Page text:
DWP, mired in scandal, has its first inspector general. He vows to bring a ‘zeal for independence’
Weeks after FBI agents raided the headquarters of the Los Angeles Department of Water and Power in the summer of 2019, Mayor Eric Garcetti touted the creation of an inspector general’s office to launch internal investigations, oversee audits and bolster the sagging ethics at the nation’s largest municipal utility.
On Monday, Garcetti’s office announced that the department had tapped civil rights attorney Sergio Perez as the inaugural internal watchdog. Perez, 37, starts in the role May 9.
The job had remained unfilled even as the agency became mired in a sprawling corruption scandal that also involves the city attorney’s office, stemming from a faulty billing system that overcharged tens of thousands of customers. Federal prosecutors say city lawyers helped engineer a class-action lawsuit against L.A. over the errant charges in an attempt to control the terms of the settlement.
A string of plea deals involving former DWP executives and city lawyers have revealed malfeasance at the highest levels. Former general manager David Wright admitted in court papers to soliciting bribes, destroying evidence and otherwise joining in several “corrupt schemes” at the utility.
Asked about the 30 months it took to fill the job, Harrison Wollman, a spokesman for Garcetti, said the position “was created from scratch” and “required an exhaustive and national search.”
“Shortly after the process began, the pandemic forced many of our departments to press pause on new programs and policies to focus on providing aid and assistance to those most directly impacted by the crisis,” Wollman said.
Perez, who has worked since 2020 as the executive director of Orange County’s law enforcement watchdog, the Office of Independent Review, said in an interview that he put his name in after seeing a public posting for the job, adding, “No one encouraged me to apply.”
Acknowledging the scandals that have frayed public trust, Perez promised to bring to the new office a “zeal for independence” and a desire to “get to the roots of issues.”
“The goal is to create the kinds of early warning systems that will help you capture bad acts before they bloom into full-scale disasters,” Perez said.
Perez will have a staff of 18 to 24 people. Among his office’s duties will be auditing DWP programs and contracts; investigating complaints of fraud or abuse; referring misconduct to law enforcement; and liaising with other city departments, including the mayor, Los Angeles Police Department and Ethics Commission. His starting compensation is $268,683, and the post does not have a set term, a DWP spokesperson confirmed.
Though many inspector general roles are independent of the agencies they monitor, Perez will report to the utility’s general manager, Marty Adams — an arrangement that was required because of the City Charter, a DWP spokesperson said. Perez said he will also have a “dotted line” reporting relationship with the Board of Water and Power Commissioners, whose five members are appointed by the mayor.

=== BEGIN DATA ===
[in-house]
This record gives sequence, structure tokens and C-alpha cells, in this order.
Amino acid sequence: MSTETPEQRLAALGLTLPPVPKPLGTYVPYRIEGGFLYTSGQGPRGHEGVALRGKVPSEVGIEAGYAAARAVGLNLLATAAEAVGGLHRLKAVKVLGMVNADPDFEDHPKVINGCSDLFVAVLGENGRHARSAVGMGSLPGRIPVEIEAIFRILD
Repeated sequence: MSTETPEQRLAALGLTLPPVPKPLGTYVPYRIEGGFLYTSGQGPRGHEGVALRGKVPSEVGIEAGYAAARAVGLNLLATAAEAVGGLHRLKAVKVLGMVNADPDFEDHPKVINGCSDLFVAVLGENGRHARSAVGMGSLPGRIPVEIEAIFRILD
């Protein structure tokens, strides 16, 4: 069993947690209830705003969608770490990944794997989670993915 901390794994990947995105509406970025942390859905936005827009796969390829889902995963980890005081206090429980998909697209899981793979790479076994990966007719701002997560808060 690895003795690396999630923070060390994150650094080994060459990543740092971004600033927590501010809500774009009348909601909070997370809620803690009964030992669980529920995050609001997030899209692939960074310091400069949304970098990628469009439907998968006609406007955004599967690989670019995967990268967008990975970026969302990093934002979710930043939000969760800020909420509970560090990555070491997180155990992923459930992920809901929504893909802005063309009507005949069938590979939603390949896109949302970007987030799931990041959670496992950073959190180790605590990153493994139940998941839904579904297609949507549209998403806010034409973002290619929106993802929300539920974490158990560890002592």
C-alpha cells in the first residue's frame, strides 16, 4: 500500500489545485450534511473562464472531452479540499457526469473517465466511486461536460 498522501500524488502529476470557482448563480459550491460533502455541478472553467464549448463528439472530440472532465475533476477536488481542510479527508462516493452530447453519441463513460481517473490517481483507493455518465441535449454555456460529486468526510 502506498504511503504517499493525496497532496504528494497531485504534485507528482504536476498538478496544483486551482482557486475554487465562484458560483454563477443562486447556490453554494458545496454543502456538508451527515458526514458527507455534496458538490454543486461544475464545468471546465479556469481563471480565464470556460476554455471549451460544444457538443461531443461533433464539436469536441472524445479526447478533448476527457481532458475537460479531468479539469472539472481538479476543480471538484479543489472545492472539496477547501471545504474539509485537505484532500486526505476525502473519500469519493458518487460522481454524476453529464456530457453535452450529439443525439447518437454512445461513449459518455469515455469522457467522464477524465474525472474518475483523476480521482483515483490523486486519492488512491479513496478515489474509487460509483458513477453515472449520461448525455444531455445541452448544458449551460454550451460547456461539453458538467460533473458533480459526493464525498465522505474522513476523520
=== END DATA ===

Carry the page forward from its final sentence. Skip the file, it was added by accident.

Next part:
“Independence comes in a lot of different forms, and oversight is not a one-size-fits-all kind of solution. Those reporting lines don’t amount to much. What really matters is an institutional commitment to make sure that robust oversight exists,” Perez said. “I wouldn’t have taken on this role if I didn’t see this commitment.”
The son of undocumented immigrants who came to L.A. as teenagers from Mexico, Perez attended L.A. Unified schools until the third grade, when his family moved to Fresno, he said. He was the first in his family to finish high school; he then graduated from UC Berkeley before earning a law degree at Yale Law School.
He started his career in the U.S. Department of Justice as a trial attorney in the Office of Civil Rights and was part of the team that sued Sheriff Joe Arpaio in Arizona, accusing him of a “pattern of unconstitutional conduct” against Latinos, especially immigrants. In 2014, Perez became director of enforcement for L.A.’s Ethics Commission, which investigates those who violate city campaign finance and lobbying laws.
“I don’t think he’s going to soft-pedal,” said Jessica Levinson, a professor at Loyola Law School and the former president of the Ethics Commission. “He will take the facts, look at the law, and he’ll not be subject to a successful political pressure campaign.”
Federal authorities have made clear that their investigation into corruption at DWP is ongoing. In February, David Alexander, former chief cyber risk officer for the DWP, pleaded guilty to lying to the FBI about a job offer that he “secretly solicited” in return for helping pass contract money to a lawyer, Paul Paradis, who was hired by City Atty. Mike Feuer’s office.
Wright, the former DWP general manager, also pleaded guilty to accepting bribes from Paradis in exchange for supporting a $30-million, no-bid DWP contract, officials said.
The current general manager, Adams, said in a statement that Perez’s “sole focus is to uphold the integrity of the Department.”
For the last four years, Perez has held roles overseeing and evaluating law enforcement, including as one of two California Department of Justice lawyers who scrutinized the Sacramento Police Department in the wake of the fatal police shooting of Stephon Clark, an unarmed Black man who was in his grandmother’s backyard.
“I have been in complicated spaces before — working in law enforcement and in public corruption,” Perez said. “What always works is keeping your eye on the facts.”
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